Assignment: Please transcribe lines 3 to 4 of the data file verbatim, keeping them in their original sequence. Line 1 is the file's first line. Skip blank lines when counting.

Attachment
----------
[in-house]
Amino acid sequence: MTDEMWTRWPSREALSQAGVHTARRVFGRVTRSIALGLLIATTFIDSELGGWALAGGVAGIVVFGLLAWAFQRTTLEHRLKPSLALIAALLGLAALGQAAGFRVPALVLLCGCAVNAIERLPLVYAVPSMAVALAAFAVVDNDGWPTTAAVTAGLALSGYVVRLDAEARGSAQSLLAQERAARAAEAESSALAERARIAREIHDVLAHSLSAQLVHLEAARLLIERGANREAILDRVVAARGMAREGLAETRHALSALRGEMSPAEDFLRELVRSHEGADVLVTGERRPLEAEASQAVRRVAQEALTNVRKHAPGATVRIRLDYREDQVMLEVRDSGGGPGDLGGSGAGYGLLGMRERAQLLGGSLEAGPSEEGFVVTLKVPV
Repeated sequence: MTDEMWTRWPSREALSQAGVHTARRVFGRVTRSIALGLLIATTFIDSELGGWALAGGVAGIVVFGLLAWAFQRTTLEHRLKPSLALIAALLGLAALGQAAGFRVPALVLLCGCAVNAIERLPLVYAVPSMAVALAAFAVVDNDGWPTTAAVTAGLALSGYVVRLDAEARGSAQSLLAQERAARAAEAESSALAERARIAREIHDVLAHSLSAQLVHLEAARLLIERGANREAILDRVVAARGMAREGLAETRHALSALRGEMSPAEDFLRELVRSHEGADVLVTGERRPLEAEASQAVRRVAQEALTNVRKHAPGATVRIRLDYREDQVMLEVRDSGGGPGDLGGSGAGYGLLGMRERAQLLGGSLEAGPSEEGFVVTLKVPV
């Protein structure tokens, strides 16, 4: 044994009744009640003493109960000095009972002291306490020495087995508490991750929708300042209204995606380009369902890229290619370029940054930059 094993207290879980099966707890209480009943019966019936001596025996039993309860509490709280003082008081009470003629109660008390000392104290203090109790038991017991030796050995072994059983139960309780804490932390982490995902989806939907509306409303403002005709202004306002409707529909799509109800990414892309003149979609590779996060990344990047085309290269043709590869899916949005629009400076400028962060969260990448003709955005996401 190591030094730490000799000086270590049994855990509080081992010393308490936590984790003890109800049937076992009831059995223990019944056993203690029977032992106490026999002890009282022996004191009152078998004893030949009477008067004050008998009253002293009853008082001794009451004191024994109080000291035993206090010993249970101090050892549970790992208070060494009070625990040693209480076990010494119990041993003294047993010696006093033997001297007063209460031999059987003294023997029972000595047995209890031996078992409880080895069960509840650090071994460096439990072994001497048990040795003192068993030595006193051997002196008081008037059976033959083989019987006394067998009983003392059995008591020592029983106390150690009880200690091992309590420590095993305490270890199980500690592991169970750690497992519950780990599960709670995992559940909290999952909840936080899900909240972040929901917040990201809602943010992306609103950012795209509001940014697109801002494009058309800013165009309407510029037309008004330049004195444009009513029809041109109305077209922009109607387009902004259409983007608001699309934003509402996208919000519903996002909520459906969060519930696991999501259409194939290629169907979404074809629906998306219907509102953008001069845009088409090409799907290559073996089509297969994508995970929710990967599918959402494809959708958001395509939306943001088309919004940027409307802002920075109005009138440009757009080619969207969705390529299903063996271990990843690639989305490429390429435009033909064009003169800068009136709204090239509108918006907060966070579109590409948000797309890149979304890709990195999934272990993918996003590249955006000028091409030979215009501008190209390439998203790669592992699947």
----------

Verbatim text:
Repeated sequence: MTDEMWTRWPSREALSQAGVHTARRVFGRVTRSIALGLLIATTFIDSELGGWALAGGVAGIVVFGLLAWAFQRTTLEHRLKPSLALIAALLGLAALGQAAGFRVPALVLLCGCAVNAIERLPLVYAVPSMAVALAAFAVVDNDGWPTTAAVTAGLALSGYVVRLDAEARGSAQSLLAQERAARAAEAESSALAERARIAREIHDVLAHSLSAQLVHLEAARLLIERGANREAILDRVVAARGMAREGLAETRHALSALRGEMSPAEDFLRELVRSHEGADVLVTGERRPLEAEASQAVRRVAQEALTNVRKHAPGATVRIRLDYREDQVMLEVRDSGGGPGDLGGSGAGYGLLGMRERAQLLGGSLEAGPSEEGFVVTLKVPV
């Protein structure tokens, strides 16, 4: 044994009744009640003493109960000095009972002291306490020495087995508490991750929708300042209204995606380009369902890229290619370029940054930059 094993207290879980099966707890209480009943019966019936001596025996039993309860509490709280003082008081009470003629109660008390000392104290203090109790038991017991030796050995072994059983139960309780804490932390982490995902989806939907509306409303403002005709202004306002409707529909799509109800990414892309003149979609590779996060990344990047085309290269043709590869899916949005629009400076400028962060969260990448003709955005996401 190591030094730490000799000086270590049994855990509080081992010393308490936590984790003890109800049937076992009831059995223990019944056993203690029977032992106490026999002890009282022996004191009152078998004893030949009477008067004050008998009253002293009853008082001794009451004191024994109080000291035993206090010993249970101090050892549970790992208070060494009070625990040693209480076990010494119990041993003294047993010696006093033997001297007063209460031999059987003294023997029972000595047995209890031996078992409880080895069960509840650090071994460096439990072994001497048990040795003192068993030595006193051997002196008081008037059976033959083989019987006394067998009983003392059995008591020592029983106390150690009880200690091992309590420590095993305490270890199980500690592991169970750690497992519950780990599960709670995992559940909290999952909840936080899900909240972040929901917040990201809602943010992306609103950012795209509001940014697109801002494009058309800013165009309407510029037309008004330049004195444009009513029809041109109305077209922009109607387009902004259409983007608001699309934003509402996208919000519903996002909520459906969060519930696991999501259409194939290629169907979404074809629906998306219907509102953008001069845009088409090409799907290559073996089509297969994508995970929710990967599918959402494809959708958001395509939306943001088309919004940027409307802002920075109005009138440009757009080619969207969705390529299903063996271990990843690639989305490429390429435009033909064009003169800068009136709204090239509108918006907060966070579109590409948000797309890149979304890709990195999934272990993918996003590249955006000028091409030979215009501008190209390439998203790669592992699947």